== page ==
These five countries are:

  • Australia
  • Canada
  • Moldova
  • Switzerland
  • Uruguay

Additionally, Yemen was removed from the dataset due to data incompleteness as a result of the other major change: the World Bank significantly changed its methodology for calculating trade openness in 2017.

Previously, the IPI’s trade openness component was calculated from the average number of documents required to export and import goods, as well as the average of the time required to export and import.

The 2017 trade openness statistics from the World Bank changed their methodology, however, so that the old indicators are not available for the 2017 data and similar, but distinct, indicators are now being used in their place (see below for clarification as to what measurements are now being used to calculate the trade openness component).

This change in methodology means that with this new IPI edition, both the 2015 and the 2017 values have been updated. Changing the previously-published data to match the new methodology was essential to ensure that the two editions remain comparable to each other.

Where Do the Components Come From?

Component Variable and Measurement
Judicial Independence
Based on the “judicial independence” indicator from the Executive Opinion Survey of the World Economic Forum Global Competitiveness Dataset. This indicator asks the question “To what extent is the judiciary in your country independent from influences of members of government, citizens, or firms? [1 = heavily influenced; 7 = entirely independent]. The indicator has been standardized and transformed to be in range between 1 and 10 with 10 implying the highest judicial independence.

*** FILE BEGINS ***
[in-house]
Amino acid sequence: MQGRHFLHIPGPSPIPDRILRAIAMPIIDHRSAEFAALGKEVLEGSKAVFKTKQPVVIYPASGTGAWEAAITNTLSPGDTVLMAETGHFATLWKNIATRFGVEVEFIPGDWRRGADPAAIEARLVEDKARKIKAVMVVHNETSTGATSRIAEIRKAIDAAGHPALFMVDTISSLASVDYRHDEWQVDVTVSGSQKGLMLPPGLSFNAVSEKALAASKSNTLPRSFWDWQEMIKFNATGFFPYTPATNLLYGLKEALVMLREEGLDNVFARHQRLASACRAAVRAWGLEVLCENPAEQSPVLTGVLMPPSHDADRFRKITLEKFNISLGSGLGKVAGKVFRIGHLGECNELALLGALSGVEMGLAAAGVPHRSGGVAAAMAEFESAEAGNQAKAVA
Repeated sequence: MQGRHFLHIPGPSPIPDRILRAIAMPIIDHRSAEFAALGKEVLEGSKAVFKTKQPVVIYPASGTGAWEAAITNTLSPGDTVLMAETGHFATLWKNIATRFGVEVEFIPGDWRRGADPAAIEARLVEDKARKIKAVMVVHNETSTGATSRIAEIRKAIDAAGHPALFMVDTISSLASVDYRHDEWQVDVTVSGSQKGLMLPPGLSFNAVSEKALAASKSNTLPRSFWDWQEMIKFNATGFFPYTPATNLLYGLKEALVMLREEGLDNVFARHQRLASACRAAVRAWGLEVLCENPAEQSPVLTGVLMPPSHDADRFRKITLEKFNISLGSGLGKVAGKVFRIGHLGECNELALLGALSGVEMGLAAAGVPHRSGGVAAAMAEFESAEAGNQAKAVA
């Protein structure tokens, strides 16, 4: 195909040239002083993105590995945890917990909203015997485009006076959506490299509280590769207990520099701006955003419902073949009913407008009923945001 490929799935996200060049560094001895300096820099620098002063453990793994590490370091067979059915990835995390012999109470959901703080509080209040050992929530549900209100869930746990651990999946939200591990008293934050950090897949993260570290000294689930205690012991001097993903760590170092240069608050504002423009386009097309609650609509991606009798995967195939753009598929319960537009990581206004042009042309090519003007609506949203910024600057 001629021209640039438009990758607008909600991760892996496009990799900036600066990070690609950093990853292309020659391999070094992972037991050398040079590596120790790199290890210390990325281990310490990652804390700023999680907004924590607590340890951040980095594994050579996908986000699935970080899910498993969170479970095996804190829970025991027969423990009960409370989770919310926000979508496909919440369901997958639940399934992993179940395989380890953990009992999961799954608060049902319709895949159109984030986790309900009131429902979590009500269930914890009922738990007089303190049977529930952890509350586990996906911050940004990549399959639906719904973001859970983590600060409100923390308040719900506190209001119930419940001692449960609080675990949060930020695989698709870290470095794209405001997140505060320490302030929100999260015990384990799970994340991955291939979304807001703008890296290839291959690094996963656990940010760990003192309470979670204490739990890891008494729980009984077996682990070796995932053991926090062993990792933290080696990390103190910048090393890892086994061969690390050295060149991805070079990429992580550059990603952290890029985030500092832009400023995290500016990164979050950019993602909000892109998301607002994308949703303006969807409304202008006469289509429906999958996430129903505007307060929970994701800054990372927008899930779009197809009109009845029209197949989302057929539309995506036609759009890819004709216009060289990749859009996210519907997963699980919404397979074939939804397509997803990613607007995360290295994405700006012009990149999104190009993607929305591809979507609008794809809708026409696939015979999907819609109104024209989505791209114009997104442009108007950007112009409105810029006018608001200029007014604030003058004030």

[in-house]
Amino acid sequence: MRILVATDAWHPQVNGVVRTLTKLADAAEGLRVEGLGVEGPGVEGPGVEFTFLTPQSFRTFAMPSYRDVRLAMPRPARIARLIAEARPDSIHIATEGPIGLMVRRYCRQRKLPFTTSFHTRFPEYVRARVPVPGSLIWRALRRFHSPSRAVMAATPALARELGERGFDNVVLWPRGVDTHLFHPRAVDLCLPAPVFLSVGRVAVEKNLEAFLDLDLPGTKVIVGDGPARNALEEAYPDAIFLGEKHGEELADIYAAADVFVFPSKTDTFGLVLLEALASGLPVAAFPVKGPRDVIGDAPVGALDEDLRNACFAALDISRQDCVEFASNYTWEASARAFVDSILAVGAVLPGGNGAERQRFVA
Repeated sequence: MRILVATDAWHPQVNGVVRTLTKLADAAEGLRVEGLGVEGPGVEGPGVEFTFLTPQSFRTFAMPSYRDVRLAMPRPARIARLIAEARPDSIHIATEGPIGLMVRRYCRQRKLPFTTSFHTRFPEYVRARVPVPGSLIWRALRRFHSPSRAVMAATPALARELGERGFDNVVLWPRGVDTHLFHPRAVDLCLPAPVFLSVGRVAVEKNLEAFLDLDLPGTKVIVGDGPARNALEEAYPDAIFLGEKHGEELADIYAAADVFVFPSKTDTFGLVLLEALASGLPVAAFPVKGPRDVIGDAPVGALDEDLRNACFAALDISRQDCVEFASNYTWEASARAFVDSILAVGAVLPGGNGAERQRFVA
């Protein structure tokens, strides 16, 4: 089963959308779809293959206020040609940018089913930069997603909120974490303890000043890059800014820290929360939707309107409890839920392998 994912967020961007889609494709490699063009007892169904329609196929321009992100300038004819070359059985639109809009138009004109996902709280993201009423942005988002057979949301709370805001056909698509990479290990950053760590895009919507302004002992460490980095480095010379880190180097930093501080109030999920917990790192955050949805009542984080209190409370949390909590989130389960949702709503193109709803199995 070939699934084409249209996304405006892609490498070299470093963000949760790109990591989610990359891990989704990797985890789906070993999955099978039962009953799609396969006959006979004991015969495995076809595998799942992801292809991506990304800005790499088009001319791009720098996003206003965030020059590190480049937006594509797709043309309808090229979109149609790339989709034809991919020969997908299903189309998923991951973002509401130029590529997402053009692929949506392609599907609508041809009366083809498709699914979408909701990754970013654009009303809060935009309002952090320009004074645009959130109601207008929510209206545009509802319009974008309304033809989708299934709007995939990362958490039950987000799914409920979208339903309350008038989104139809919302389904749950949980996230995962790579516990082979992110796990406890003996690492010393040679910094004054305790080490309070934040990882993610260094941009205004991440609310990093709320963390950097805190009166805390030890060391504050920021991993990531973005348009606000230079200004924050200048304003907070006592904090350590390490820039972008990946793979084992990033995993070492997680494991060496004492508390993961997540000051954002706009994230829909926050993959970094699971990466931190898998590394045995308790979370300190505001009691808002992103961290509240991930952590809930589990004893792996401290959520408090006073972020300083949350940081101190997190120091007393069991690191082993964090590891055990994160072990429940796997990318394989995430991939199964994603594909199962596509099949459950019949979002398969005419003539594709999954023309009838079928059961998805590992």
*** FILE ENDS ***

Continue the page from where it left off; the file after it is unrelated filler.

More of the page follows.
The data by country can be found here.

Administrative Burden
Consists of the simple mean of standardized values of:

  • number of procedures required to start up a business for both men and women (averaged)
  • time needed to start up a business for both women and men (averaged)
  • number of tax payments per year
  • time to pay taxes

The indicators are taken from the World Bank Doing Business Data. This mean value has been transformed to be in range between 1 and 10 with 10 implying the lowest administrative burden.

The data by country can be found here.

Trade Openness Made up from the simple mean of standardized values of:

  • time required for border compliance for export and import procedures
  • cost required for border compliance for export and import procedures

The indicators stem from the World Bank Doing Business Data. Their value has been transformed to be in range between 1 and 10 with 10 implying the highest trade openness.

The data by country can be found here.

Budget Transparency Simple mean value of the scores resulting from 14 specific questions from the Open Budget Survey that cover transparency of the Executive’s Budget Proposal. More information on questions and respective scores is presented in the full dataset. The data are to a large extent provided by the International Budget Partnership and in some cases reliance is placed on own data (these cases are noted with an asterisk in the spreadsheet provided below). Currently, the same data is used for both IPI editions as a new version has not yet been released.

The value has been standardized and transformed to be in range between 1 and 10 with 10 implying the highest budget transparency.

The data by country can be found here.

E-Citizenship Simple mean of standardized values of the:

  • Fixed broadband subscriptions (% population)
  • Internet users (% population)
  • Facebook users (% population)

The first two variables were taken from International Telecommunication Union’s ICT Dataset; the latter is from the Internet World Stats.

The value has been transformed to be in the range between 1 and 10 with 10 implying the highest score for E-Citizenship.

The data by country can be found here.

Freedom of the Press The score stems from the Freedom House Freedom of the Press Report. Values have been standardized and transformed to be in range between 1 and 10 with 10 implying the highest freedom of the press.

The data by country can be found here.